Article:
> No. Also, note that not every program that grants a user session constitutes a 
> login.

>> At some of the connections per second numbers I have seen we might
>> exhaust a 32bit number in an hour or two.  Will any of that make sense
>> to someone reading the audit logs?
> I would agree if we were auditing creation of name spaces. But going back to 
> the concept of login, these could occur at a high rate. This is a bruteforce 
> login attack. We put countermeasures in place to prevent it. But it is 
> possible for the session id to wrap. But in our case, things like lxc or 
> docker don't start hundreds of these a minute.

Except there are reasonable situtations where container creation does
happen at fast rates.  Outside of a container per network connection
(which is likely to happen at some point) I have seen builds fire up
more containers than I can count as part of automated testing.

>> Without considerning that container creation is an unprivileged
>> operation I think it is pretty much nonsense.  Do I get to say I am any
>> container I want?  That would seem to invalidate the concept of
>> userspace setting a container id.
> It would need to be a privileged operation just as setuid is.


That is today.  That is talking about lxc.


And ultimately we don't want it to be, as if you can safely create a
container without privilege your system is safer.

>> How does any of this interact with setns?  AKA entering a container?
> We have to audit this. For the moment, auditing the setns syscall may be 
> enough. I'd have to look at the lifecycle of the application that's doing this 
> to determine if we need more.

Frequently it will be sysadmins for some arbitrary reason calling
nsenter or a similar program that is more aware of their favorite
container flavor.

>> I will go as far as looking at patches.  If someone comes up with
>> a mission statement about what they are actually trying to achieve and a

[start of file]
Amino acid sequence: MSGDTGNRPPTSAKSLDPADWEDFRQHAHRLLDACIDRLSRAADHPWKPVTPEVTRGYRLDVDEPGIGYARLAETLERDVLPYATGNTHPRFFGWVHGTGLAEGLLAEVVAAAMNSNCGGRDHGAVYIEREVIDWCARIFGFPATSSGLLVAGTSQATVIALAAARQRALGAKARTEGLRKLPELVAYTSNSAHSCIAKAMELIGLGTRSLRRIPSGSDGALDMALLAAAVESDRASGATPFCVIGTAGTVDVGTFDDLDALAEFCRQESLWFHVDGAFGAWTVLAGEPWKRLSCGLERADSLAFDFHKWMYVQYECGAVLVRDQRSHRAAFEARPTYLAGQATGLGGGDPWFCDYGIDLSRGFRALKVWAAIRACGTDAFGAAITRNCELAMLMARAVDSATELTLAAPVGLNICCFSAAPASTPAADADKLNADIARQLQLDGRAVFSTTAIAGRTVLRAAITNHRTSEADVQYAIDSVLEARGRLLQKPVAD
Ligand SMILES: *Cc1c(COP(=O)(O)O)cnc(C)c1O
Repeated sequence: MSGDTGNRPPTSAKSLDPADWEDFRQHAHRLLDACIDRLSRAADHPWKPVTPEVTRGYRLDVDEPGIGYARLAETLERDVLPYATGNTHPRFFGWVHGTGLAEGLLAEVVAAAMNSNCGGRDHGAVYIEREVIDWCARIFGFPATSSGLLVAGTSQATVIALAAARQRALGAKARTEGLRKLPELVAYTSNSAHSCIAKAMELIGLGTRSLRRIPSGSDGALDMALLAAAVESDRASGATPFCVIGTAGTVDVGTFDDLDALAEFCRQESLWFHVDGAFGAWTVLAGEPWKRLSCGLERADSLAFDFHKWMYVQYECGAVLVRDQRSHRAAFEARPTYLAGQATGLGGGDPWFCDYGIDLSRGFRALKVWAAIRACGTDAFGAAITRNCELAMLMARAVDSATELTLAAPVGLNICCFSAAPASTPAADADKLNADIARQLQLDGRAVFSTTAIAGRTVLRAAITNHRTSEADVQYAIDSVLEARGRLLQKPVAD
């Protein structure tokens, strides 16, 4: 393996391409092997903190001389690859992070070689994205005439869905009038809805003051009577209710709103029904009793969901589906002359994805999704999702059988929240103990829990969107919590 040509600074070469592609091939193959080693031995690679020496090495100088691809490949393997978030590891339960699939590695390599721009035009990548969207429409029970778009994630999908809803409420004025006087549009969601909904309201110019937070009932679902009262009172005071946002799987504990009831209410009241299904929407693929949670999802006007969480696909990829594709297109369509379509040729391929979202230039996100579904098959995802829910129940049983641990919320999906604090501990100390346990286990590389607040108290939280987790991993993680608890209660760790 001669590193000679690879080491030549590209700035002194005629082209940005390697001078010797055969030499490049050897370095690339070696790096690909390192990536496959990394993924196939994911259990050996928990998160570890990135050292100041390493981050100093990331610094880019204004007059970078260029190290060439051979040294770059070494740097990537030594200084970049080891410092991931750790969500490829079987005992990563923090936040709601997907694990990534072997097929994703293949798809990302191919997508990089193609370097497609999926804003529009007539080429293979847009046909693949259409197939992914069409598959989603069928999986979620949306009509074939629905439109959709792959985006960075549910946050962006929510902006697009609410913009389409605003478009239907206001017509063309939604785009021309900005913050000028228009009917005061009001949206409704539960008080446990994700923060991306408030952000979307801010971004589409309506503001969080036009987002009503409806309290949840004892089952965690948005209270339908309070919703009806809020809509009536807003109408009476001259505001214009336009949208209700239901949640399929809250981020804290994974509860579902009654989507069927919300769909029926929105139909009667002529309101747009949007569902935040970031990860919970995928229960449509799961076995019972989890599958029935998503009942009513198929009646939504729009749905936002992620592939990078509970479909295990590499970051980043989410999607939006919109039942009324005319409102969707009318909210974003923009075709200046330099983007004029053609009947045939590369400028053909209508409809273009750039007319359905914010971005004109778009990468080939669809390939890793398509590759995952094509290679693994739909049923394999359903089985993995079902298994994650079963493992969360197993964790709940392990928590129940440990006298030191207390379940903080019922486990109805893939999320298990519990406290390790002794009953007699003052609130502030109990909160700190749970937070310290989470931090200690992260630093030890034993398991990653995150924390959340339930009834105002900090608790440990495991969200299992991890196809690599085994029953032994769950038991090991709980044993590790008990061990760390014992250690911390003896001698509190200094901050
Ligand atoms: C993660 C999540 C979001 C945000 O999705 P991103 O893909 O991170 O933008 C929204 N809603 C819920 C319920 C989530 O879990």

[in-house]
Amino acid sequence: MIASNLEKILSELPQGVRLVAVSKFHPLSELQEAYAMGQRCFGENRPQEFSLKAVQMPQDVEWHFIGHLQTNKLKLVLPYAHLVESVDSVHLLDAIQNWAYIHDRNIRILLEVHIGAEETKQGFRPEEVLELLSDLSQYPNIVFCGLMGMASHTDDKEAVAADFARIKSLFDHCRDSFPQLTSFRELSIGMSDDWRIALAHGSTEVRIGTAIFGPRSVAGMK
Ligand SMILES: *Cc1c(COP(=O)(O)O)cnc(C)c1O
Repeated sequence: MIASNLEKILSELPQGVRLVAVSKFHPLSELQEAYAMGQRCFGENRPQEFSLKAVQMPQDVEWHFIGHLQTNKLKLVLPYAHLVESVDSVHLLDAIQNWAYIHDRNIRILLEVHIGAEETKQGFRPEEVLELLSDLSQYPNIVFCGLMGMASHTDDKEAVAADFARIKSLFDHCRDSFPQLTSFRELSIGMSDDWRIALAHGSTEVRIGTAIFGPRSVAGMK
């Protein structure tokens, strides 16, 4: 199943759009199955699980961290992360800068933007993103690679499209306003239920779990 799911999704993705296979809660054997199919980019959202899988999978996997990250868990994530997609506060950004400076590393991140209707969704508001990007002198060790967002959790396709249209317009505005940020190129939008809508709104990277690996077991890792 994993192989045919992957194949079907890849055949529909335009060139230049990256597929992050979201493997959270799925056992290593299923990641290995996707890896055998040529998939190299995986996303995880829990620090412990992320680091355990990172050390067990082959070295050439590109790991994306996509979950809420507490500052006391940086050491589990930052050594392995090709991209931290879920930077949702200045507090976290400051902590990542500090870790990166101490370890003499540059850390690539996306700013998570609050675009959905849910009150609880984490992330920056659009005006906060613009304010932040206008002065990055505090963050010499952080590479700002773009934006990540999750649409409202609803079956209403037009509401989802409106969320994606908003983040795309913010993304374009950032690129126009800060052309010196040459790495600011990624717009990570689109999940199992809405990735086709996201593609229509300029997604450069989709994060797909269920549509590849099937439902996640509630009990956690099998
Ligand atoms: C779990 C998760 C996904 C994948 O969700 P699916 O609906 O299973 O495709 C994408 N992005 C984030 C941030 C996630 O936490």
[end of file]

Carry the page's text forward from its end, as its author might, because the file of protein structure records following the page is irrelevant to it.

>> mechanism that actually achieves that, and that allows for containers to
>> nest we can talk about doing something like that.
> Auditing wouldn't impose any restrictions on this. We just need a way to 
> observe actions within and associate them as needed to investigate violations 
> of security policy.

*Rolls eyes*  But the rest of the container tool kit in the kernel will
impose limitations on those identifiers.

>> But for right now I just hear proposals for things that make no sense
>> and can not possibly work.  Not least because it will require modifying
>> every program that creates a container and who knows how many of them
>> there are.
> We only care about a couple programs doing the orchestration. They will need 
> to have the right support added to them. I'm hoping the analogy of a login 
> helps demonstrate what we are after.

All I see is that (a) you have not defined what you see a container as
(b) you have failed to acknowledge I can create a container without
privilege (which breaks your analogy with login).

But I think I am with Andy.  If you only care about privileged events
and privileged containers, it is unlikely you need to do anything in the
kernel and you can perform whatever logging you see fit in your
privileged userspace applications.

Of course in the log run I don't see what good that will do you as I
expect increasingly there will not need to be any special permissions to
create containers.